Terminally ill Doncaster mum wants access to drug not available in the UK
A seriously ill Doncaster mum is desperately trying to obtain a drug she believes help her condition.
Rachelle Maltby, aged 47, from Scawsby, was diagnosed with a form of Motor Neurone Disease two years ago, and she feels like her time is running out.
An experimental drug from America cannot be accessed through the NHS because it has not had the required number of clinical trials. But Rachelle has contacted her local MP, Ed Milliband, the House of Lords, and the head of NHS England, urging them to introduce the drug in the UK.
She said: “I have been trying to pursue a drug made by an American Pharmaceutical company. But, I am embroiled in red tape and less than sympathetic medical personnel.”
GM604 is not available in the UK because the company has not conducted suitable clinical trials. At the present, Rachelle has no chance of accessing the drug, even though she claims it has shown promising results in the US and in some cases ‘reversed the symptoms’.Rachelle has refused to take the drug the NHS offered her, and says she thinks it would prolong her life for three months but she would be unable to walk, talk or breath unaided.
She said: “This disease is distressing enough, without prolonging the agony for others, as well as myself. That said, I do not want to not be treated. I am angry about the level of treatment, or lack of it, for anyone diagnosed with this wretched disease.
“I swing between desperately wanting to be here, wanting to see my children grow up, as well as wanting to spend time with my family and friends. Yet I also feel a great sense of responsibility to let them all go and unburden them from caring for me.”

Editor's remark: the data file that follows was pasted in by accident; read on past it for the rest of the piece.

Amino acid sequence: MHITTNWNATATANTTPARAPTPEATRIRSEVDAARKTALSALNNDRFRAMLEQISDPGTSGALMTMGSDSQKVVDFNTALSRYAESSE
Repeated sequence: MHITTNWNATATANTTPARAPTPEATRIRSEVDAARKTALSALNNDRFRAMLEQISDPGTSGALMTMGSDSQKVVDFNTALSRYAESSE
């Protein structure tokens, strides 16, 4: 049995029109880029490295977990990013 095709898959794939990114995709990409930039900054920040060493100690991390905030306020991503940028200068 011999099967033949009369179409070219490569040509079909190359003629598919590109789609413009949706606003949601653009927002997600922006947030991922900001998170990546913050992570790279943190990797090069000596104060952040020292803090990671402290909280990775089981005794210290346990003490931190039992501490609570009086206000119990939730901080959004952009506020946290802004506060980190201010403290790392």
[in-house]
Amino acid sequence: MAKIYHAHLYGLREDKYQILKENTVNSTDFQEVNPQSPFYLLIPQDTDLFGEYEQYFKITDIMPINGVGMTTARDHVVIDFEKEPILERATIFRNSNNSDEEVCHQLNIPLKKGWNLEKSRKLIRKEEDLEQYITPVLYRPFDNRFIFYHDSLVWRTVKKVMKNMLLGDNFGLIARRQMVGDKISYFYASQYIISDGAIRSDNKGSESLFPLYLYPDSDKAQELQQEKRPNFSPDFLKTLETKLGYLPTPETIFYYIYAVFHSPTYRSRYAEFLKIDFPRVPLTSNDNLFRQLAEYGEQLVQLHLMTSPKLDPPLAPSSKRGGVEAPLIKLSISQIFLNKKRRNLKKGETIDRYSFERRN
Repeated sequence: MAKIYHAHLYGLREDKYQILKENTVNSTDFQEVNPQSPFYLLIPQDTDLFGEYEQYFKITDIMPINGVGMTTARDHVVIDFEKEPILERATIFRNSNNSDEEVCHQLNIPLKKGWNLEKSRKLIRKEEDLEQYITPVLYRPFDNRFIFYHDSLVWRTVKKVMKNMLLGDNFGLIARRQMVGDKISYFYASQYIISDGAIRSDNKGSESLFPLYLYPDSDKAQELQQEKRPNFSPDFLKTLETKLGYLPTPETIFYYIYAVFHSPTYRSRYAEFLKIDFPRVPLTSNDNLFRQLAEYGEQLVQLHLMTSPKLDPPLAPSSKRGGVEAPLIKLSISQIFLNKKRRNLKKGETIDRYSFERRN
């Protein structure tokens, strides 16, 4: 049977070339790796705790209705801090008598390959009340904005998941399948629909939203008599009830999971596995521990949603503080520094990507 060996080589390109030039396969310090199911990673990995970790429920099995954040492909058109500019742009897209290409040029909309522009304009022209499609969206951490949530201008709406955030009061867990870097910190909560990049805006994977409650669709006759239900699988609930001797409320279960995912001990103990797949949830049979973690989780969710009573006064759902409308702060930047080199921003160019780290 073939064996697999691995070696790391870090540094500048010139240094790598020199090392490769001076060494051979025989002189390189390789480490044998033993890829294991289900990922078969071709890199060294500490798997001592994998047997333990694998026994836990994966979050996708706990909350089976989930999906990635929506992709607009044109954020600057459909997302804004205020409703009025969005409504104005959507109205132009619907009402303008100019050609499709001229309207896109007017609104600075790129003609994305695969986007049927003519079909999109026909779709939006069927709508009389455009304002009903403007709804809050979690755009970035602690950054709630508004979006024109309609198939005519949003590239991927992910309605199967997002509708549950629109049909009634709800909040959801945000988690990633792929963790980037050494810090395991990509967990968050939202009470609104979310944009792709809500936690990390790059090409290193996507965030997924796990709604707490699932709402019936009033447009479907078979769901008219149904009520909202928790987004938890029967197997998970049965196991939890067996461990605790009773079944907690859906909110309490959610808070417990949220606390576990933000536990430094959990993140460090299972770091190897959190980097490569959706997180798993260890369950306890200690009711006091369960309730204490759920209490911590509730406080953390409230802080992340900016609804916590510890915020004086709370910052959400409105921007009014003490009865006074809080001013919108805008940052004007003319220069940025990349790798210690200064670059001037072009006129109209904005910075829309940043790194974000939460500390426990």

Before her diagnosis Rachelle enjoyed fell walking in the Lake District and trekking up the Himalayas for charity. Her movement is now almost fully restricted and her speech has began to deteriorate.
She said: “If there is one legacy though, that I would like to be part of, is improved access to drugs or potential treatments for others who have been diagnosed with this cruel terminal illness.”
She added she thought it was ironic that if she chose to go to Switzerland for assisting dying, doctors could not stop her, but the right to try this new drug was not available to her.
A spokesman for the Royal Hallamshire Hospital, where Rachelle has been treated, said they were sympathetic to Rachelle’s situation but the drug was not licensed for use in the UK and the manfacturer had not offered to run a clinical trial here so it could not prescribe thedrug at the current time.”
NHS England said: “GM604 does not currently have market authorisation for use in the UK. We can only make funding decisions once a drug has market authorisation based on robust clinical data. The drug is not currently available outside of controlled clinical trials.”